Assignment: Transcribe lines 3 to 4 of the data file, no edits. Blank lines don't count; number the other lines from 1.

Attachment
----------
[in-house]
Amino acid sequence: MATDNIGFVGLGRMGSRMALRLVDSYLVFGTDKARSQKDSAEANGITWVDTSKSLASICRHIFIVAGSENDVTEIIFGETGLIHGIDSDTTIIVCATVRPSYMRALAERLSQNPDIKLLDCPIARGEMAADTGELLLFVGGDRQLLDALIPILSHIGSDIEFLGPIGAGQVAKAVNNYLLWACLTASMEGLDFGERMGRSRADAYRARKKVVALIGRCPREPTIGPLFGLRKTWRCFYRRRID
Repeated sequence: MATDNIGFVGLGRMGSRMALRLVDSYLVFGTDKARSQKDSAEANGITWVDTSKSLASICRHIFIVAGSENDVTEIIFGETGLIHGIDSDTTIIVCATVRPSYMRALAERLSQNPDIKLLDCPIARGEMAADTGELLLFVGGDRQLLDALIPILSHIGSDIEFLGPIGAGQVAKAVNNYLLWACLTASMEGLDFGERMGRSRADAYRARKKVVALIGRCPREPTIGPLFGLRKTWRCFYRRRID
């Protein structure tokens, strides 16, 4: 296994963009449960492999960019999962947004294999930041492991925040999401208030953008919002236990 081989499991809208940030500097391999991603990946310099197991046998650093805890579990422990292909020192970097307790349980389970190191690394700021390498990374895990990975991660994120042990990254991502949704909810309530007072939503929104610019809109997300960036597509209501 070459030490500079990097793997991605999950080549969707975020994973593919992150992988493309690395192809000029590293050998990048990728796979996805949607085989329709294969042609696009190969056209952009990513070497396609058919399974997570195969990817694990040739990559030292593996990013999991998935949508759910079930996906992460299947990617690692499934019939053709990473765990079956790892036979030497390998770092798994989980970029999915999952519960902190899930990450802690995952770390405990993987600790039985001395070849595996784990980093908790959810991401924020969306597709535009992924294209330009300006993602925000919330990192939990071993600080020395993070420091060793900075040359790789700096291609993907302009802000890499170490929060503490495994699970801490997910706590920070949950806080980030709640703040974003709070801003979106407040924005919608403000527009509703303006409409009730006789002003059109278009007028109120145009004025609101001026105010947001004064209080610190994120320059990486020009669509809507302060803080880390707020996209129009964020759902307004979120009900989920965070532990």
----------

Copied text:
Repeated sequence: MATDNIGFVGLGRMGSRMALRLVDSYLVFGTDKARSQKDSAEANGITWVDTSKSLASICRHIFIVAGSENDVTEIIFGETGLIHGIDSDTTIIVCATVRPSYMRALAERLSQNPDIKLLDCPIARGEMAADTGELLLFVGGDRQLLDALIPILSHIGSDIEFLGPIGAGQVAKAVNNYLLWACLTASMEGLDFGERMGRSRADAYRARKKVVALIGRCPREPTIGPLFGLRKTWRCFYRRRID
């Protein structure tokens, strides 16, 4: 296994963009449960492999960019999962947004294999930041492991925040999401208030953008919002236990 081989499991809208940030500097391999991603990946310099197991046998650093805890579990422990292909020192970097307790349980389970190191690394700021390498990374895990990975991660994120042990990254991502949704909810309530007072939503929104610019809109997300960036597509209501 070459030490500079990097793997991605999950080549969707975020994973593919992150992988493309690395192809000029590293050998990048990728796979996805949607085989329709294969042609696009190969056209952009990513070497396609058919399974997570195969990817694990040739990559030292593996990013999991998935949508759910079930996906992460299947990617690692499934019939053709990473765990079956790892036979030497390998770092798994989980970029999915999952519960902190899930990450802690995952770390405990993987600790039985001395070849595996784990980093908790959810991401924020969306597709535009992924294209330009300006993602925000919330990192939990071993600080020395993070420091060793900075040359790789700096291609993907302009802000890499170490929060503490495994699970801490997910706590920070949950806080980030709640703040974003709070801003979106407040924005919608403000527009509703303006409409009730006789002003059109278009007028109120145009004025609101001026105010947001004064209080610190994120320059990486020009669509809507302060803080880390707020996209129009964020759902307004979120009900989920965070532990």